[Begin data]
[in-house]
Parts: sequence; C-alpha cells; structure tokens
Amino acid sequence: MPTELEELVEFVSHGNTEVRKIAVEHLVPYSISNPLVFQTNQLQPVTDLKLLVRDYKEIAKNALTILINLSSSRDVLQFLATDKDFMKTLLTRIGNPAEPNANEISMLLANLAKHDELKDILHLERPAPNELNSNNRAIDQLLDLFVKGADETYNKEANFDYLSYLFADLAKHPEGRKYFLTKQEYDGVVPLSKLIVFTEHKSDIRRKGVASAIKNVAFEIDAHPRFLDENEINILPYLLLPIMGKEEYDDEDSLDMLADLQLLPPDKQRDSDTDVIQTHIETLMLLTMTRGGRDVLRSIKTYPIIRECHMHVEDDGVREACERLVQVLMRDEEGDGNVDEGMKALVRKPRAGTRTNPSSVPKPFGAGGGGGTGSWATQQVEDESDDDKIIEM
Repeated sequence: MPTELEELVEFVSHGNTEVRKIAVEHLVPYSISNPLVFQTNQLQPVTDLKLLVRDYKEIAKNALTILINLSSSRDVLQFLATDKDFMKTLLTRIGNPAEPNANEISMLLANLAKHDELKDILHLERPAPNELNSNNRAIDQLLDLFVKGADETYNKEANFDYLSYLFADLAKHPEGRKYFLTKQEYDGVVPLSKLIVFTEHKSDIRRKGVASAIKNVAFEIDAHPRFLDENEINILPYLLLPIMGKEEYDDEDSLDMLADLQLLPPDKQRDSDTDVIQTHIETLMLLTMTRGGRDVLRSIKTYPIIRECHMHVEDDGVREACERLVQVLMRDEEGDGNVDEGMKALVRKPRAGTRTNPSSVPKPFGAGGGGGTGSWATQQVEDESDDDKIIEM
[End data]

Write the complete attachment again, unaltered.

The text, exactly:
[in-house]
Parts: sequence; C-alpha cells; structure tokens
Amino acid sequence: MPTELEELVEFVSHGNTEVRKIAVEHLVPYSISNPLVFQTNQLQPVTDLKLLVRDYKEIAKNALTILINLSSSRDVLQFLATDKDFMKTLLTRIGNPAEPNANEISMLLANLAKHDELKDILHLERPAPNELNSNNRAIDQLLDLFVKGADETYNKEANFDYLSYLFADLAKHPEGRKYFLTKQEYDGVVPLSKLIVFTEHKSDIRRKGVASAIKNVAFEIDAHPRFLDENEINILPYLLLPIMGKEEYDDEDSLDMLADLQLLPPDKQRDSDTDVIQTHIETLMLLTMTRGGRDVLRSIKTYPIIRECHMHVEDDGVREACERLVQVLMRDEEGDGNVDEGMKALVRKPRAGTRTNPSSVPKPFGAGGGGGTGSWATQQVEDESDDDKIIEM
Repeated sequence: MPTELEELVEFVSHGNTEVRKIAVEHLVPYSISNPLVFQTNQLQPVTDLKLLVRDYKEIAKNALTILINLSSSRDVLQFLATDKDFMKTLLTRIGNPAEPNANEISMLLANLAKHDELKDILHLERPAPNELNSNNRAIDQLLDLFVKGADETYNKEANFDYLSYLFADLAKHPEGRKYFLTKQEYDGVVPLSKLIVFTEHKSDIRRKGVASAIKNVAFEIDAHPRFLDENEINILPYLLLPIMGKEEYDDEDSLDMLADLQLLPPDKQRDSDTDVIQTHIETLMLLTMTRGGRDVLRSIKTYPIIRECHMHVEDDGVREACERLVQVLMRDEEGDGNVDEGMKALVRKPRAGTRTNPSSVPKPFGAGGGGGTGSWATQQVEDESDDDKIIEM